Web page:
Tip #15: Segments

Widely used throughout SimCorp Dimension©, Segments are used to create search conditions in various forms and windows. There are different windows for various segment types such as Auxiliary Jobs Segments, Settlement Segments, and Cost Segments, but the most widely used is the General Segments window.

Despite the distinction in the window, the underlying database tables are the same. So, if you build an extract on the segments tables, your query will return all types; this is stored in the field ‘Segment type’ in the table SEGDEFS.


When building a segment, first a table group and table are selected. It is important to first check where you need it, and what type of segment it requires. Once selected, in the search conditions you build your query.

For example:


Security type = ABS.


If there are fields you find missing, it is worth going to the Extra Search Field Conditions window and seeing if you can add them there. In this window, you can join into tables and add fields that are normally not available from the table you are using. As an example, Security Groups and Types are not available from the Holding Key table by default.


The number of fields you can select in a Cost Segment is considerably smaller than any other segment. The reason for this is for system performance reasons so as to not have cumbersome queries into underlying tables. If you find you need more fields, they can be added by going into the ‘Transaction Options’ window, selecting the tab ‘Fields’, and under ‘Fields for cost segments’ choosing the fields you need for either Transactions or Portfolio tables.


At the bottom of the Segment window, there is an option to select Save as SQL. This allows you to create your own query rather than building it from the drop downs (you can also generate SQL if you have built a query by pressing the ‘Build SQL’ button). There are pros and cons to both. Using SQL gives you more flexibility and you can reach tables and fields that might not be readily available, allowing you to create more complex solutions. But they also come at a risk of poorer system performance. If you do choose to use SQL segments, make sure to future proof them through upgrades or promotion between environments. More specifically avoid using IK values, but rather go to the underlying table where the text value exists. For example, if you need a selection of free codes, make a join into the underlying free code table.


To help you build a solid segment, it is a good idea to make use of the tools found under the function menu. The Test Segment is always a good idea to make sure you get the result you expect. If the result returned is long, try to narrow it down for your testing purposes by adding additional conditions such as portfolio = XYZ or by a security type, etc. Once it is complete, Test Performance can help ensure you don’t end up in hour-long processing times because of a segment's conditions. Generally, the ‘Time wo/key’ and ‘Time w/ key’ should be as low as possible: ideally 1.000 or lower. A higher number can be acceptable but needs to be carefully tested and observed, especially as data volumes grow. Lastly, Show Execution Plan allows you to see the underlying SQL the segment creates with additional details.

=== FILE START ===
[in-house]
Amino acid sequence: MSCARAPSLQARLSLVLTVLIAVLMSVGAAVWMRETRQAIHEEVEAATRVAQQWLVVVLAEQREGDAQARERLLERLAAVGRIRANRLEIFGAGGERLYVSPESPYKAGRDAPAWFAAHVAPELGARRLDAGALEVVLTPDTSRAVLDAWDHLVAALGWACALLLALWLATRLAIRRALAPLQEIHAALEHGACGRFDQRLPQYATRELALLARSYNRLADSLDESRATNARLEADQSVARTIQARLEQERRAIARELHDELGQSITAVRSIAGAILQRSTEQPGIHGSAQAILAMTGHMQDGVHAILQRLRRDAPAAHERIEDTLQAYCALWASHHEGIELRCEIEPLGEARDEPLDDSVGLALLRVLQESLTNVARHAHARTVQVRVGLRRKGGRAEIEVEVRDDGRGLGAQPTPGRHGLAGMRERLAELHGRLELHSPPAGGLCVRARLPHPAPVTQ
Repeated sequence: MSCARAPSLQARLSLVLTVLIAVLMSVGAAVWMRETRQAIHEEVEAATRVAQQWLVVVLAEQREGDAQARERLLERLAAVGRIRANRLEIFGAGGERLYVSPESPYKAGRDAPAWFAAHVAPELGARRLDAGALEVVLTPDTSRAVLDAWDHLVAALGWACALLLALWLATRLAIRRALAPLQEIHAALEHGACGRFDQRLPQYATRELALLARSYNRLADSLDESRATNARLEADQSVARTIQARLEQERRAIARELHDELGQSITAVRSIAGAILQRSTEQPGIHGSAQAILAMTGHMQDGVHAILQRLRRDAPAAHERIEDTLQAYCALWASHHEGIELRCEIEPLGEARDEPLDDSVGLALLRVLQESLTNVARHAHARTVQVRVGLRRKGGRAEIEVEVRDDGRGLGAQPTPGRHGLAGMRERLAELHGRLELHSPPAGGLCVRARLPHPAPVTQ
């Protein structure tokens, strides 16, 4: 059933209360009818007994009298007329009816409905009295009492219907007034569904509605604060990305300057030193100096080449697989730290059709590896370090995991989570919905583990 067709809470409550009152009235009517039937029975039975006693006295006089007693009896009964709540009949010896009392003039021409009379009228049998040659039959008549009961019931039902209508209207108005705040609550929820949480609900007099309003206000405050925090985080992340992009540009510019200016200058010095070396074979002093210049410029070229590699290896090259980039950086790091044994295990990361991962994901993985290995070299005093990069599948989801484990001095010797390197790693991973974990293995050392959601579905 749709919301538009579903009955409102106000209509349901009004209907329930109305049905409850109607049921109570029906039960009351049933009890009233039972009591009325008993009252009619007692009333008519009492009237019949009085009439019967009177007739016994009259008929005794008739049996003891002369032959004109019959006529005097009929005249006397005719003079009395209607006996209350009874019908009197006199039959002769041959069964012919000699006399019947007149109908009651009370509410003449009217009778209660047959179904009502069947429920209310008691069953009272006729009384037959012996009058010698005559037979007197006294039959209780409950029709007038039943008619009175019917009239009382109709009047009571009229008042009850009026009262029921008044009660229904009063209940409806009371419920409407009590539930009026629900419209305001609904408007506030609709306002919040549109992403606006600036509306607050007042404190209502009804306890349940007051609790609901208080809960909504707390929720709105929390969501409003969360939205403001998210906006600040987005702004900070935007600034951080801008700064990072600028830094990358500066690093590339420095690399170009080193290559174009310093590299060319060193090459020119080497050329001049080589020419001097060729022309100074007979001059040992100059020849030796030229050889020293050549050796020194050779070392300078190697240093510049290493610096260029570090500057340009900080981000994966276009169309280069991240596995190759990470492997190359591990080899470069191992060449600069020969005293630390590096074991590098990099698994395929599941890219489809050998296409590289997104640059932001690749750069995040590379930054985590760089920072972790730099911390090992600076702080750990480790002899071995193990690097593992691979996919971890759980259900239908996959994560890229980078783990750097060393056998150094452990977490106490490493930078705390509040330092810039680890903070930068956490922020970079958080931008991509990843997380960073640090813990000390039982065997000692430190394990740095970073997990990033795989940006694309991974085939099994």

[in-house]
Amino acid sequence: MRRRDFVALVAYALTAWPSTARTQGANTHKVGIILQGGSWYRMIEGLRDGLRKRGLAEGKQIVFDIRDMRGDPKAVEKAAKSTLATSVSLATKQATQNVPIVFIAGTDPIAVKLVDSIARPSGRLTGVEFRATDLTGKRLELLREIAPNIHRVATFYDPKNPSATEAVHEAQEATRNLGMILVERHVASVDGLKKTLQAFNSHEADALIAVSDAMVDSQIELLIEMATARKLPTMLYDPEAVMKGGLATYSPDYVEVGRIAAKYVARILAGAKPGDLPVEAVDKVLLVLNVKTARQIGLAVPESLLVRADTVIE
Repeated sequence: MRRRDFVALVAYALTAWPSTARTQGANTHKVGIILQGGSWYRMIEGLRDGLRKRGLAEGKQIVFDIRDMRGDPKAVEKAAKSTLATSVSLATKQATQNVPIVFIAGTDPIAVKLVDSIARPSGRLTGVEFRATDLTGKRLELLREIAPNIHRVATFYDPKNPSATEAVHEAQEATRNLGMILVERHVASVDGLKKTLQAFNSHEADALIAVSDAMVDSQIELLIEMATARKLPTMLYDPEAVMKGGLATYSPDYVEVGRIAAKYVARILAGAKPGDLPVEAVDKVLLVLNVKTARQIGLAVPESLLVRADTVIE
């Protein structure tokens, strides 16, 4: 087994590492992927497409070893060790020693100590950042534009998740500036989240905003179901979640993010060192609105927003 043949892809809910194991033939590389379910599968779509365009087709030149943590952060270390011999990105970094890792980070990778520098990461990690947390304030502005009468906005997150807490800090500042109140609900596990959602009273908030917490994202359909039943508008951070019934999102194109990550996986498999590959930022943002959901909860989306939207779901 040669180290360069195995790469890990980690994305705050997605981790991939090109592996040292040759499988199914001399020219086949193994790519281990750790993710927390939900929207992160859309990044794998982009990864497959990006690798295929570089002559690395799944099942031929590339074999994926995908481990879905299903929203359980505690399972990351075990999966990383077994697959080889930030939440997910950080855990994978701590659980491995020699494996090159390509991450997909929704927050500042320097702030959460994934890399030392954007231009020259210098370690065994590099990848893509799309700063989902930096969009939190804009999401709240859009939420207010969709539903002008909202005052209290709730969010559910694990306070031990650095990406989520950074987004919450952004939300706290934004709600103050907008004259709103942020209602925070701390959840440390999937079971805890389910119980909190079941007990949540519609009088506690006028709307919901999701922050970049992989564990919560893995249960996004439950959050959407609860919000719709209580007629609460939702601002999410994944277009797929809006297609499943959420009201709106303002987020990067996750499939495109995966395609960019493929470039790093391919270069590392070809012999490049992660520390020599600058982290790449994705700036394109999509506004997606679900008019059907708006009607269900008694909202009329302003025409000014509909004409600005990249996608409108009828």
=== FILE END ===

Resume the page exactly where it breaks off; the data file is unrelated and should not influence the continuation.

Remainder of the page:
A few more comments on segments before we leave. Under the ‘File’ menu called Properties, you can control who has access to read, change, or delete each individual segments that have been set up. This is especially useful for any segments that are run in batch jobs to ensure no one accidentally changes a segment that impacts the daily batch process. For more details on this please see our previous blog Tip #10: Record Based Authorization. Also, in the ‘File’ menu you will find the Used In function, here you can check where the loaded segment or multiple segments are used, if at all. This is very useful to clean up segments, especially if you have been on SimCorp for a long time and have had colleagues come and go. It always amazes me how many segments a SimCorp installation can accumulate over the years that just clutter the usage and this is a great tool to do a little spring cleaning.


We hope this piece has been a helpful insight into ways to use and understand segments more practically. If you have any further questions or comments please leave them below.